Who’s to blame for dishonest ads?

Alright, everyone has seen these ads right? We all know that they are scams right? Here’s what I don’t get. Why do major sites like weather.com, NBC, Fox, MSN, etc. allow these people to get away with this? I’m telling you right now that ads like these do nothing to help any website. I want to attack Yabuka.com for facilitating this filth, but really I have to blame the webmasters of the sites that these things appear on, because they have the power to block this crap. Yabuka, as much as I don’t like these people, are simply using the system available to them, and no one has called them to task for it.

The top ad takes you to one of those one page high-pressure sales pitches that don’t tell you anything actually about their product, only about their “results” with references to nebulous research. They also incorporate magazine covers from Beauty magazine and others, without ever referencing them – giving the impression that their product is somehow related to these results. Unethical and disgusting.

The car insurance ad takes you to a faceless insta-quote auto insurance site, where you enter your zip code and get an “insta-quote”. Bad. Leave it alone.

The last ad takes you to a penny auction site…you know what? It’s fraud. Plain and simple. Here is an interesting article from MSNBC, which ironically allows the same ads from Yabuka.com on them. And I blame MSNBC for this!!! These major groups should be monitoring the integrity of their ads. They have the executive power to block these groups, so why don’t they? Why are they not being called to task? I mean, it’s their site, their integrity on the line, and they allow it because these people, what, give them more money? Get it together people!

4 thoughts on “Who’s to blame for dishonest ads?

  1. Randy

    There are really 3 tiers of ad networks and lets face it, all of them have their issues.

    1st tier (somewhat credible ads)
    1. Google
    2. yahoo
    3. Adblade
    4. Chitika
    5. Undertone
    6. Industry Brains

    2nd Teir (ads are getting questionable)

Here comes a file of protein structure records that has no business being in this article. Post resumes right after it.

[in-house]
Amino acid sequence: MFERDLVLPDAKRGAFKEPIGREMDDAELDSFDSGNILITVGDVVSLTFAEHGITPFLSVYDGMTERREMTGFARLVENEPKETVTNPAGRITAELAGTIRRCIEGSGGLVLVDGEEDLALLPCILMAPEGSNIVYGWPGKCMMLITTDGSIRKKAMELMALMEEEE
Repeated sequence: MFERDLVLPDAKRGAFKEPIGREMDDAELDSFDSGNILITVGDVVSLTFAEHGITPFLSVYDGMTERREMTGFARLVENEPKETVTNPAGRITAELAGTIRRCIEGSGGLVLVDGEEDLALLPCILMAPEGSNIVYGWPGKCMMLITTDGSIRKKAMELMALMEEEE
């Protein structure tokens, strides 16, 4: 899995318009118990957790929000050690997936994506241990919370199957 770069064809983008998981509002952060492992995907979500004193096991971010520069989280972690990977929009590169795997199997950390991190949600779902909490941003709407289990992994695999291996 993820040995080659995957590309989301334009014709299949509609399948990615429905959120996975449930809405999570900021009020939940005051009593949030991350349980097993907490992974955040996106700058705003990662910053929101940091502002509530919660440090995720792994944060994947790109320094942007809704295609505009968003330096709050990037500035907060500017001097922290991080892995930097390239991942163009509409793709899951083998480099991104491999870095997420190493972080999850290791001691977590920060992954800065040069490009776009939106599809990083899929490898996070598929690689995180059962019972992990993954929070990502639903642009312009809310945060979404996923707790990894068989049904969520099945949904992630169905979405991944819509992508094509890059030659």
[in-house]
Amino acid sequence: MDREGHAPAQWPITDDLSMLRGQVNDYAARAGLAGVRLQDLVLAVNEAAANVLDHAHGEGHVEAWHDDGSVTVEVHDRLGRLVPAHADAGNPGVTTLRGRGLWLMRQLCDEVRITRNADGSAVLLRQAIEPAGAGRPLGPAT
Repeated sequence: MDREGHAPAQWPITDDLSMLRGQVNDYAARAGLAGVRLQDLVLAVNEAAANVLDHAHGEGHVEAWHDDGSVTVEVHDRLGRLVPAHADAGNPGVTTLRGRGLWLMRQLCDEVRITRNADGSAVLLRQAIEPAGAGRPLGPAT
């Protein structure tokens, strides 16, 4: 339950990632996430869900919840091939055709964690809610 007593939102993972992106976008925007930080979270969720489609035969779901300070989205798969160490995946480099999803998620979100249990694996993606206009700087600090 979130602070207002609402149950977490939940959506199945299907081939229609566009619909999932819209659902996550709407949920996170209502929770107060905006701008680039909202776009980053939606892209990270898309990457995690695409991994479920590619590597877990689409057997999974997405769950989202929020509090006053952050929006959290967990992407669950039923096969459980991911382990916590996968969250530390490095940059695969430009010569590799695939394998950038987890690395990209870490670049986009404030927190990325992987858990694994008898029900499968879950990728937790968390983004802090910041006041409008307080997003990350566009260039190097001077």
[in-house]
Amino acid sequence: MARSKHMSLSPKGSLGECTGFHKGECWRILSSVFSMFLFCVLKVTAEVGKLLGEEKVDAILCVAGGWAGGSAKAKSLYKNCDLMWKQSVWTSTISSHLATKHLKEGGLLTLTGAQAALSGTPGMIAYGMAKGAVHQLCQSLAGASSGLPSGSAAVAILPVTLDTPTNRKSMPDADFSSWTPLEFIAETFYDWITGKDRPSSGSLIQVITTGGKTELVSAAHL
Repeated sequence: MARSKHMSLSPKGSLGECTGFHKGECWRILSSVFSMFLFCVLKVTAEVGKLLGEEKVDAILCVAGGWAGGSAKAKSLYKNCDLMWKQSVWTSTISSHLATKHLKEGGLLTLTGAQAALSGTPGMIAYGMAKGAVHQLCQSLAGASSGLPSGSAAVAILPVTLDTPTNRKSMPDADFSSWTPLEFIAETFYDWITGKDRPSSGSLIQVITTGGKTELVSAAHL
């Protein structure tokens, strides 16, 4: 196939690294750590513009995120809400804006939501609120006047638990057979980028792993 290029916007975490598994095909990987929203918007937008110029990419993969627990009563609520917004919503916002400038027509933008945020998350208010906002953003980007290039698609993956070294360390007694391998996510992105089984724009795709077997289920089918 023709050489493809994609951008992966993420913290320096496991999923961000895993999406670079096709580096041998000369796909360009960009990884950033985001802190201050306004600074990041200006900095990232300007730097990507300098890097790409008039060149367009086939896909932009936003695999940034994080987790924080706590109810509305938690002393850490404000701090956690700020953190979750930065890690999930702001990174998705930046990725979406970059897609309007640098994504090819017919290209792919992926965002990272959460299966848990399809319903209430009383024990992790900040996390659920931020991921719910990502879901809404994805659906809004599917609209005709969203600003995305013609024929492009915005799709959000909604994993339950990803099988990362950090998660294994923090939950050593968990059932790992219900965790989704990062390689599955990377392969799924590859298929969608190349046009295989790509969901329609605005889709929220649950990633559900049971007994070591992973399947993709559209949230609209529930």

1. AOL/Quigo/Ad Sonar
    2, MSN
    3. Collective
    4. Ad Brite
    5. Vibrant media

    3rd Tier (the worst of the worst)
    1. Pulse 360
    2. WAM
    3. Yabuka
    4. Click Booth
    5. Zedo

  2. Jerry

    I know this is an older post but I was compelled to post a reply. I love this article because I hate those ads. For one thing, as to your main point, they really do a lot to cheapen the site they are shown on. The ads are all of the same “flavor”, if you will, in that they often try to be local by using a local town and then it’s always uses “Mom” or “Teacher” or something to try to make it seem like an everyday person has discovered the trick to something, and it has caused outrage among professionals in the field it involves. For instance, it might say “Glendale mom finds secret to looking 20 years younger, plastic surgeons furious”
    They also sort of misrepresent themselves as news rather than advertisements in the brief headline style they employ, and the list style where they kind of take on a look of an “other stories” kind of side bar. I’m sure these ads trick lots of people who are more naive than I am, and it really reads poorly on the sites that host them. As you alluded, I think an ad being run on these large, mainstream, theoretically reputable, sites gives the reader a feeling that they are pre-approved as safe and reputable, when, in fact, they seem to be much more unscrupulous.

    Incidentally, the title of this post uses the wrong form of whose/who’s; it should be “Who’s” as in “Who is to blame”. Whose would be the possessive form, as in “Whose car is that?”

    1. admin Post author

      Thanks for the edit Jerry. It’s sad that this is the first time anyone has noticed the error. I appreciate it! I’m glad you agree with me. Of course, many of these sites don’t really seem to care about their integrity. I hate to say it’s because the price is right, but that’s really the only reason.

  3. Bob

    I know this is years after the fact, but I would have to agree with your point on the Webmaster’s being the ones to take a lot of the blame. It is as the discretion of the sites, where these ads are being shown, what type of ads they allow and what kind of guidelines they expect the ads to follow.

    One point I didn’t really see is the blame of the advertisers themselves, have to keep in mind that the advertising sites listed are middle-men. They manage the ads for the websites (their customers) and try to get them their best results by, as you said, using what is available to them. What products end up being scams or claims of research aren’t generally created by these advertising sites but rather by the advertisers trying to push these offers themselves through the platform.

    This isn’t to say the advertising sites (WAM, Click Booth, Pulse 360, etc) don’t share in any of the blame when it comes to bending the rules within the guidelines set by Webmaster’s to keep scams out. However, I feel this argument is similar to blaming a company like Amazon.com or Overstock.com for pushing poor, overstated products. Where in reality they are just a medium for the providers (in this case the advertisers) to use in order to get sales at a wider available market(global websites) than they would have access to as a solo act.


Leave a Reply

Your email address will not be published. Required fields are marked *